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Climate Change Effects can be Seen to the Waters off North England

Update Date: Oct 30, 2015 09:36 AM EDT
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Latest study in the field of global warming has revealed that the increasing temperatures of the water off the coast of New England have debilitating consequences. The number of cod fishes has declined and led to the collapse of cod fisheries as a result of warm waters. This is the latest finding in the series of incidences like massive snowfall in Boston last winter, that the scientists somewhat blame the warm seas for to an inexplicable rise in sea level, signifying intense changes in this particular stretch of water, reports Washington Post.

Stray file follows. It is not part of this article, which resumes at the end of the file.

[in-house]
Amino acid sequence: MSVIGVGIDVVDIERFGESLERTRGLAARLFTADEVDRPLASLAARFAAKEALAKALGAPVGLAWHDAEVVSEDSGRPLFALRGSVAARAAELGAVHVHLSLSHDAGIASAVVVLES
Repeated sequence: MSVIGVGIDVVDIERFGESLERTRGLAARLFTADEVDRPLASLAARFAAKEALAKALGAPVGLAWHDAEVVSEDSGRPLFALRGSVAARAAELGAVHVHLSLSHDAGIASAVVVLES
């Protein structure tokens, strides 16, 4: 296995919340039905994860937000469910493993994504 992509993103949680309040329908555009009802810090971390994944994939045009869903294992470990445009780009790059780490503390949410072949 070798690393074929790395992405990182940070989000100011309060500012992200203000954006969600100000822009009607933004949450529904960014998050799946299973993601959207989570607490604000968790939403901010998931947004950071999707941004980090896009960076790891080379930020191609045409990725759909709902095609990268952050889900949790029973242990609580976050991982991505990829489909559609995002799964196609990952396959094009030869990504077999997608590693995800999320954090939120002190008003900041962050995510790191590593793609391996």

Between 2004 and 2013, there has been consistent increase in the warming of waters that has never been witnessed in any other ecosystem over a period of 10 years, said lead author, Andrew Pershing from the Gulf of Maine Research Institute. Pershing is involved in an extensive research in collaboration with not only his own institution but also others from NOAA's Earth System Research Laboratory in Boulder and Stony Brook University in New York. According to the paper, within the period of study, the ocean region falling between Cape Cod northeast to Nova Scotia's southern tip the waters have reportedly warmed up by 0.23 degrees Celsius per year.

Within this period, responding to the warming seas, the fishery managers reduced the quota of cod fish but not entirely. This is because of the lack of information about the warming waters and its subsequent effects on the fish. As a result, the cod fish stock is now only 4% of its actual optimum size, reports MMC News. Owing to the great dangers to the marine life, the National Oceanic and Atmospheric Administration has imposed restrictions on cod fishing in this area.

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